I use atop to get a few basic things above top without being too fancy. I've used it on many systems and I'm aware that sometimes when it first runs it can print out "Floating Point Exception" and exit.

The part I don't understand is why after a basic apt-get install atop two things happen:

  • Ubuntu throws up a dialog explaining it wants to report an error, clicking more details reveals it's the floating point exception for atop
  • Upon startup we get the same error again

I can understand that if I actually run the program it could encounter an error, but how is it encountering errors immediately upon installation (ones that would indicate it's being ran for some reason?) and why is atop being ran at startup on it's own to display those errors after boot?


When atop is installed, it also installs a system service that keeps running it in the background. The service is started every time the computer is started.

In addition, packages can have (and often have) scripts that are automatically run before installation, after installation, before removal, and after removal.

In the case of atop, there is a post-install script (/var/lib/dpkg/info/atop.postinst) that runs invoke-rc.d atop start. This is pretty typical on Debian-based systems: when you install a service, it gets automatically started.

So, what is does this atop service do? Reading /etc/init.d/atop, it ends up running the following (where $CURDAY stands for the current day, for example 20161220 at the time of writing):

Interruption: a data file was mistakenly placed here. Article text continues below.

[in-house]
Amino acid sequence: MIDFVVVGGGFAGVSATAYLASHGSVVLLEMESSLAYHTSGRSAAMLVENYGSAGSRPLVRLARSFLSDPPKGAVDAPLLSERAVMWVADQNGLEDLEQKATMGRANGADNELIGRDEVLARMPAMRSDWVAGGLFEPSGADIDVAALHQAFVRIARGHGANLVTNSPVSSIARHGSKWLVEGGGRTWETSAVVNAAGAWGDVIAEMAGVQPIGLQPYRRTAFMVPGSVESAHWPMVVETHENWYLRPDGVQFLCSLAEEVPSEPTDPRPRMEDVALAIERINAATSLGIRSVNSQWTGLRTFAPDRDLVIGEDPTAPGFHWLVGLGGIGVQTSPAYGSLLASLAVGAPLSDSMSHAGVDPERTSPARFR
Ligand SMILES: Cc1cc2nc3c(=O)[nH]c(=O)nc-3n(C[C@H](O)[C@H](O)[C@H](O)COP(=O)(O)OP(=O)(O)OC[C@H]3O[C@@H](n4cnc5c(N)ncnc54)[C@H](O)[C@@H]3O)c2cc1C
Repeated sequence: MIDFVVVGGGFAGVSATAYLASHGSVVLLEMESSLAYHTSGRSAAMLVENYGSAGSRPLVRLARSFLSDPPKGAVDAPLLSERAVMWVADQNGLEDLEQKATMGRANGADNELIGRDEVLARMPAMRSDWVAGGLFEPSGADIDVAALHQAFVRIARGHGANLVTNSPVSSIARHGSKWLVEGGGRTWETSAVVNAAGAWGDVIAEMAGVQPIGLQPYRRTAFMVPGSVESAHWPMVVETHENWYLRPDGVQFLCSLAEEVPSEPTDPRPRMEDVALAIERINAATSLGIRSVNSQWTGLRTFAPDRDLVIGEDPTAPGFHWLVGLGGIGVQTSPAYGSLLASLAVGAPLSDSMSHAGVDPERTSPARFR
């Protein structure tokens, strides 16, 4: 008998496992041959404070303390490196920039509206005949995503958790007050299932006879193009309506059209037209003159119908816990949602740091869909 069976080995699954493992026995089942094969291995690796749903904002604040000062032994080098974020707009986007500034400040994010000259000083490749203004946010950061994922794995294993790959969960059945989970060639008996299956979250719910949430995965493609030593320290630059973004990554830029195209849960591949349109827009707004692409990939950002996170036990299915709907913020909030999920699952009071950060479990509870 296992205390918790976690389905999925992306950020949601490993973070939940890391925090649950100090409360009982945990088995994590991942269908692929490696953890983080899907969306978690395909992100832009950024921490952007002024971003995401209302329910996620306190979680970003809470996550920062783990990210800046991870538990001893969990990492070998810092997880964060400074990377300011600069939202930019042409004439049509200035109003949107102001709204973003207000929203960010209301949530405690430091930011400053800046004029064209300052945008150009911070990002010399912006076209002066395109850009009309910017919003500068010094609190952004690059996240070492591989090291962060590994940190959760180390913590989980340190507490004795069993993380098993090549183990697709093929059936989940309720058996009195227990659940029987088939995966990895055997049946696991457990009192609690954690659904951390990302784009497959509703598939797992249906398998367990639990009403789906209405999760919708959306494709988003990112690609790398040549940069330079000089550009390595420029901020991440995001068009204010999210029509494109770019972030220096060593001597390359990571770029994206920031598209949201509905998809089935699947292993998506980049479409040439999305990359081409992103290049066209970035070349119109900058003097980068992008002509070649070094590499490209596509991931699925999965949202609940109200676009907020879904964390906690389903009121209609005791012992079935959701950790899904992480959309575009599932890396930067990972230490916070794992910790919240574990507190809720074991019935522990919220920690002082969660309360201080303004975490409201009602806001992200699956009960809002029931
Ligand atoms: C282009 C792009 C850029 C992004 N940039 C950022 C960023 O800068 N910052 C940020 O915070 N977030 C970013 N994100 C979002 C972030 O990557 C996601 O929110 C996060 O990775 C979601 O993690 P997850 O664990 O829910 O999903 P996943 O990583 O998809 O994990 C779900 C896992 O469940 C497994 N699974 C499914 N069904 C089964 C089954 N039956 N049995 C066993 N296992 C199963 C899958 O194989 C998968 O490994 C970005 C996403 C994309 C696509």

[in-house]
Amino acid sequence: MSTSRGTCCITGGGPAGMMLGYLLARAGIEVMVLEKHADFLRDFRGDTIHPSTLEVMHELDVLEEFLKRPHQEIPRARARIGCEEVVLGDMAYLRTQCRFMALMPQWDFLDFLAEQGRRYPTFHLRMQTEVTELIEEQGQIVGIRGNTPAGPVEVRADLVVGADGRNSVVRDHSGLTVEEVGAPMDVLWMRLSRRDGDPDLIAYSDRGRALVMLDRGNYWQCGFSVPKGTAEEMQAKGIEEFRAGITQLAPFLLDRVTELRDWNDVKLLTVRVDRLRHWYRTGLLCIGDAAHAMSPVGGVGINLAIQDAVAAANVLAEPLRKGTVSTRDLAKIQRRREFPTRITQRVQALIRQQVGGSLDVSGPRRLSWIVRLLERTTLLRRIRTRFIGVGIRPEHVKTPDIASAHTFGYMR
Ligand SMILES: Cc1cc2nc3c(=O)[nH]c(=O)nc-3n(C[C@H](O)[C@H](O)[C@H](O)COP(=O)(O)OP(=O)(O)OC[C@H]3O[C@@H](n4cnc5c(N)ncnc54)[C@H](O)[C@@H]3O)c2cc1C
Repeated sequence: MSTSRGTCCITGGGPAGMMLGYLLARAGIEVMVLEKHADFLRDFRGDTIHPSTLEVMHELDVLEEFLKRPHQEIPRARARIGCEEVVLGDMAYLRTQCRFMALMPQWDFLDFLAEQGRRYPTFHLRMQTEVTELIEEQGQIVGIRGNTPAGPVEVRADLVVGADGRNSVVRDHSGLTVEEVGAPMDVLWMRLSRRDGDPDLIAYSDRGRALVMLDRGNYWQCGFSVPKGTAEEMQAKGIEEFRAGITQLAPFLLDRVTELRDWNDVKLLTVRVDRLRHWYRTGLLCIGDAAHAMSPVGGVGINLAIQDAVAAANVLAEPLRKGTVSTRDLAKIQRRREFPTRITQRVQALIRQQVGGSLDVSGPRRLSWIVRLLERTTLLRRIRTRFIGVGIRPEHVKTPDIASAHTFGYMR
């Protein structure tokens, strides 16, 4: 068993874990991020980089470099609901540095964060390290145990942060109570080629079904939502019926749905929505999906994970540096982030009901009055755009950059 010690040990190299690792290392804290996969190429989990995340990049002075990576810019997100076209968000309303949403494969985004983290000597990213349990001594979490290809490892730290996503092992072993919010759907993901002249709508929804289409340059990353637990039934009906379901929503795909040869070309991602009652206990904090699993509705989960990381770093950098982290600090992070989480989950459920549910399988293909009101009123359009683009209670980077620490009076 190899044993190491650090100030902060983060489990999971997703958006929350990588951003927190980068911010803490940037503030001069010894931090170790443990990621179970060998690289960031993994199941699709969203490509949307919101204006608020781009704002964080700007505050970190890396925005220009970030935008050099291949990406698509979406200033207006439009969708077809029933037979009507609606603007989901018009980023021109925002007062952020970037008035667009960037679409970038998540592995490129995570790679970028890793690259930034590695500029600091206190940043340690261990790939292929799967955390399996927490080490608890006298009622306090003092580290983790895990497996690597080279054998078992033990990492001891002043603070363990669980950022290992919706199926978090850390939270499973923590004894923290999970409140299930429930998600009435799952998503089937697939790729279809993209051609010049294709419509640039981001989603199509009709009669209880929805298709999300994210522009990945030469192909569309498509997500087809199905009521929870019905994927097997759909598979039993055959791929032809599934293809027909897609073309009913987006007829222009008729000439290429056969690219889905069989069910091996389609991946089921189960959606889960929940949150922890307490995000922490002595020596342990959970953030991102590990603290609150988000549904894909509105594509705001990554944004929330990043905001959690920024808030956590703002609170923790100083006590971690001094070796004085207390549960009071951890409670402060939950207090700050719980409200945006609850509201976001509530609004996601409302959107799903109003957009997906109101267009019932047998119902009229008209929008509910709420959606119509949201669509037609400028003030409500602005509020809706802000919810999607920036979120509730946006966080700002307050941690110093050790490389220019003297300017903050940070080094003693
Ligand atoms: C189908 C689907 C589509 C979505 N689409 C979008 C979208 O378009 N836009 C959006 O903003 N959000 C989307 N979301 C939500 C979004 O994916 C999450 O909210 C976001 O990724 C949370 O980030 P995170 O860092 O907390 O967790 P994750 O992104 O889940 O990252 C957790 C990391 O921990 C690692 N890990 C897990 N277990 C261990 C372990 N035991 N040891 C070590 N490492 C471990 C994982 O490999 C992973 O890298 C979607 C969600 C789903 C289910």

/usr/bin/atop -a -w /var/log/atop/atop_$CURDAY 600

According to the man page, this keeps one atop command running all the time, writing raw data under /var/log/atop every 10 minutes (600 seconds), forever (until the machine is shut down). This allows the user to examine past usage of the system, not just current usage. Have a look at the RAW DATA STORAGE section of the man page.

Now, since atop apparently crashes on your machine, you get one crash when the package is installed (and the service is started) and one crash each time the computer is started (because this starts the service). There is also a cron job that restarts the service at midnight (so that a new log file is used every day), so you will get one more crash at midnight.

If you only care about running atop from the command line, and do not care about the service, you can disable it by running sudo update-rc.d atop disable.

  • Great answer thank you for going into detail I was not aware it installed a service. – Kristopher Ives Dec 20 '16 at 12:15

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